|Publication number||US5359273 A|
|Application number||US 07/969,169|
|Publication date||Oct 25, 1994|
|Filing date||Jun 4, 1992|
|Priority date||Jun 7, 1991|
|Also published as||CA2088626A1, CA2088626C, DE59204500D1, EP0542955A1, EP0542955B1, WO1992022126A1|
|Publication number||07969169, 969169, PCT/1992/107, PCT/CH/1992/000107, PCT/CH/1992/00107, PCT/CH/92/000107, PCT/CH/92/00107, PCT/CH1992/000107, PCT/CH1992/00107, PCT/CH1992000107, PCT/CH199200107, PCT/CH92/000107, PCT/CH92/00107, PCT/CH92000107, PCT/CH9200107, US 5359273 A, US 5359273A, US-A-5359273, US5359273 A, US5359273A|
|Original Assignee||Ascom Hasler Mailing Systems Ag|
|Export Citation||BiBTeX, EndNote, RefMan|
|Patent Citations (7), Non-Patent Citations (2), Referenced by (60), Classifications (6), Legal Events (7)|
|External Links: USPTO, USPTO Assignment, Espacenet|
The invention relates to load-control circuit for a mains-operated single-phase asynchronous capacitor motor corresponding to the preamble of claim 1. The invention relates further to the use of such a circuit in a postage metering machine.
Asynchronous capacitor motors, which are operated at the general single-phase mains (for example 220 V, 50 Hz) are known in general and widespread. They are economical, sturdy, and operate without service requirements. In addition to their positive properties, however, they are also associated with disadvantages. The asynchronous capacitor motors have a poor efficiency, which is in general below 50%. Thereby a relatively large power dissipation is always generated, where the power dissipation can heat the motor windings up to critical temperatures of above 100° C. This substantial power dissipation is also present during idling of the motor.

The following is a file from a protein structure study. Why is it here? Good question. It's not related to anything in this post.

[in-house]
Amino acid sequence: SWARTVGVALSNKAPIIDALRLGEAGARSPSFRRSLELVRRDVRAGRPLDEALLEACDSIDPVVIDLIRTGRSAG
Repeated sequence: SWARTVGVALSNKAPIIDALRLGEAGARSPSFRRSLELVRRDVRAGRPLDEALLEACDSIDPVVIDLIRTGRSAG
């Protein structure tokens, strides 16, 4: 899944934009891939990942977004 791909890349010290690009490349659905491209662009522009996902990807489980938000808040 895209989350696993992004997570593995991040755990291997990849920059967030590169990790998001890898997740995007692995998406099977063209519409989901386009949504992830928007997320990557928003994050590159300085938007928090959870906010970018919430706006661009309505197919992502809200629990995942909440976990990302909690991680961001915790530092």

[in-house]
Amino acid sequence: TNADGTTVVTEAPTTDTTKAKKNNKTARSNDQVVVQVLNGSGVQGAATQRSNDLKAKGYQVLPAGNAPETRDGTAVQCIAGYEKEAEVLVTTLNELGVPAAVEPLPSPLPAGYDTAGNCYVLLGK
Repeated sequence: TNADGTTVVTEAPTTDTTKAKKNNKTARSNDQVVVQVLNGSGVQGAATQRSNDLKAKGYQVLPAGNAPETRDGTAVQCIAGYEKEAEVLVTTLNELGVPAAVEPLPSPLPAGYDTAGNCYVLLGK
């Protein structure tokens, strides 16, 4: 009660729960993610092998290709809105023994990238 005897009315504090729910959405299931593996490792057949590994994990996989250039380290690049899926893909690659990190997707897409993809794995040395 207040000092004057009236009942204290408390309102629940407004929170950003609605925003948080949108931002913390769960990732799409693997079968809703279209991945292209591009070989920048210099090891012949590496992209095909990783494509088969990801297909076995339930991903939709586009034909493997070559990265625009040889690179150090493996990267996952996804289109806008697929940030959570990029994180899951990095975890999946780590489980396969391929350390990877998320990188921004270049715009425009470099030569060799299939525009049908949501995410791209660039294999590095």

It is further known that asynchronous capacitor motors furnish only a relatively small starting torque during the starting from a standstill. For improving of this property an additional capacitor can be connected to the motor capacitor for starting.
A postage metering machine is known from Hasler Review, Vol. 11, 1978, No.1, pages 2-7, which postage metering machine includes an asynchronous capacitor motor as a drive. This motor runs in the substantially idling state after the switching on of the machine, wherein the motor drives the pull-in rollers for the letters to be metered. As soon as the letter is to be metered, the print rotor of the machine is coupled to the motor and accelerated through a coupler. The mechanical load of the capacitor motor increases substantially for a short time during this procedure.